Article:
How To Approach Your Boss About Breastfeeding Support Needs In The Workplace
Sixty percent of mothers do not breastfeed for as long as they intend to, and unsupportive work policies and lack of parental leave are one of the main reasons why. So, whether you are having your first child, or your third, if you are planning on breastfeeding and returning to work, then breastfeeding support at work is essential. When work is removed as a barrier to breastfeeding, it increases success for nursing long-term.
“Pumping is not a fun job. I’ve had employers that provided breastfeeding support at work and employers that didn’t. I can say that having that extra support outside the home is one of the reasons that I was able to nurse my children as long as I did – both over 13 months!” – Kristina, working mom of two
Not only is providing breastfeeding support at work a benefit to mothers and their babies, it also provides many benefits to the employer. According to the United States Breastfeeding Committee (USCB), breastfeeding:
- Lowers family healthcare costs
- Reduces the amount of sick days a mother needs to take
- Increase employee retention (when breastfeeding support is provided)
- Increases employee productivity and loyalty
With this information in your back pocket, along with a few strategies to talk to your boss, you can feel confident and excited about requesting breastfeeding support at work.
Strategies to Secure Breastfeeding Support at Work
Even with the knowledge of breastfeeding benefits, preparing a strategy to secure breastfeeding support at work may seem daunting to some, especially if your company doesn’t have a formal breastfeeding support policy in place. Below, you’ll find tips for making the transition as easy as possible while reducing the stress of the situation.
Start the conversation before you have breastfeeding needs. At least a month before your due date, talk to your direct supervisor or your company’s HR department about the support plan for you after you return to work. Having this conversation early in the process gives your employer plenty of time to make any adjustments to preparations on their end, without surprising them with your requests.
Be clear on what you will need. Especially if your company doesn’t have a breastfeeding support program, they won’t know what you need unless you tell them. Many of your colleagues may not have children, but even if they have, they may doing things differently than what you have in mind. Be clear, be specific, and use direct language to communicate what you need. Here are some examples:
- I need a clean, private area to pump that isn’t in the bathroom.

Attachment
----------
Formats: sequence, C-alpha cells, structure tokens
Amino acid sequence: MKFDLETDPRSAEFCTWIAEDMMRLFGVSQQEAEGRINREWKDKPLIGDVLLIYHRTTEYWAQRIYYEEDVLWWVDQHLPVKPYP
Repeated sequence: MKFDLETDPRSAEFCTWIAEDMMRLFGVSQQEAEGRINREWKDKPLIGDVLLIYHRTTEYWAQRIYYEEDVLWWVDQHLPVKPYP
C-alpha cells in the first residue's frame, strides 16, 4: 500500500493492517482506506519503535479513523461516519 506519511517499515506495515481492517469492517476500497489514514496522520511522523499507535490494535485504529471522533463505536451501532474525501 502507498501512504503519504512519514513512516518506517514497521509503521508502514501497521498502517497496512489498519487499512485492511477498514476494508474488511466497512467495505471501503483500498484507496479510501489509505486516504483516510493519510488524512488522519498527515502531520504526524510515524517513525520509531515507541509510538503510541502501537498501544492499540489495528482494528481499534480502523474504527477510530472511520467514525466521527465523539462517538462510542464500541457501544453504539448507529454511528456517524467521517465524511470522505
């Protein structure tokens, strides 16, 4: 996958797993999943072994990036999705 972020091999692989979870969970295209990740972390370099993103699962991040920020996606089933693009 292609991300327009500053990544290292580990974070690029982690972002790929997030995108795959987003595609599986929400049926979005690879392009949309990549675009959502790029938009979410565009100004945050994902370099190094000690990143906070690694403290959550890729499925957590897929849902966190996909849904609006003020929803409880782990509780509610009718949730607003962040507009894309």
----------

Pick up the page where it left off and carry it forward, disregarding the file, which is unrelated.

- I need a 25 minute pumping break every 3 hours.
- I need a discreet and safe place to store my breast pump and equipment while at work.
You should also review the FLSA 7(r) legal obligations that your business must abide by. You can review the laws by state here.
Prepare yourself for the conversation. Rehearse what you will say and practice with a friend or family member. Be mindful of choosing words that are both respectful to your employers and also direct. Practicing what you will say helps to alleviate nerves and will make you more confident when conversation time comes.
This article from the United States Breastfeeding Committee (USCB) provides common responses from employers about breastfeeding support, along with how to navigate the conversation professionally. Here are a couple of examples USCB provides:
If your employer says: “The bathroom is the only space available.”
You can respond with: “Breast milk is food for my baby so it shouldn’t be expressed in a bathroom, but I looked into some solutions that other companies have used that I think will work here too.”
Also, legally, the bathroom is not an acceptable solution.
If your employer asks: “How am I supposed to cover your position while you are on break?”
You can respond with “I thought through a schedule and how we could handle it. It’s actually pretty similar to how we handle other staff breaks – can I tell you what I had in mind?”
Work & Mother
You can also offer Work & Mother as a solution to your breastfeeding support needs in the workplace. Currently, Work & Mother is operating only in Texas; however, they are soon expanding so if you are interested in a Work & Mother Suite in your building, click here.
Work & Mother facilities, which we refer to as “Suites,” are fully equipped & stocked with everything a woman needs to pump during the workday. All she has to do is show up!
You can share this webpage your supervisor or human resources team for more information in participating in this program. Alternatively, Work & Mother will reach out to your employer or building on your behalf: just fill out this form.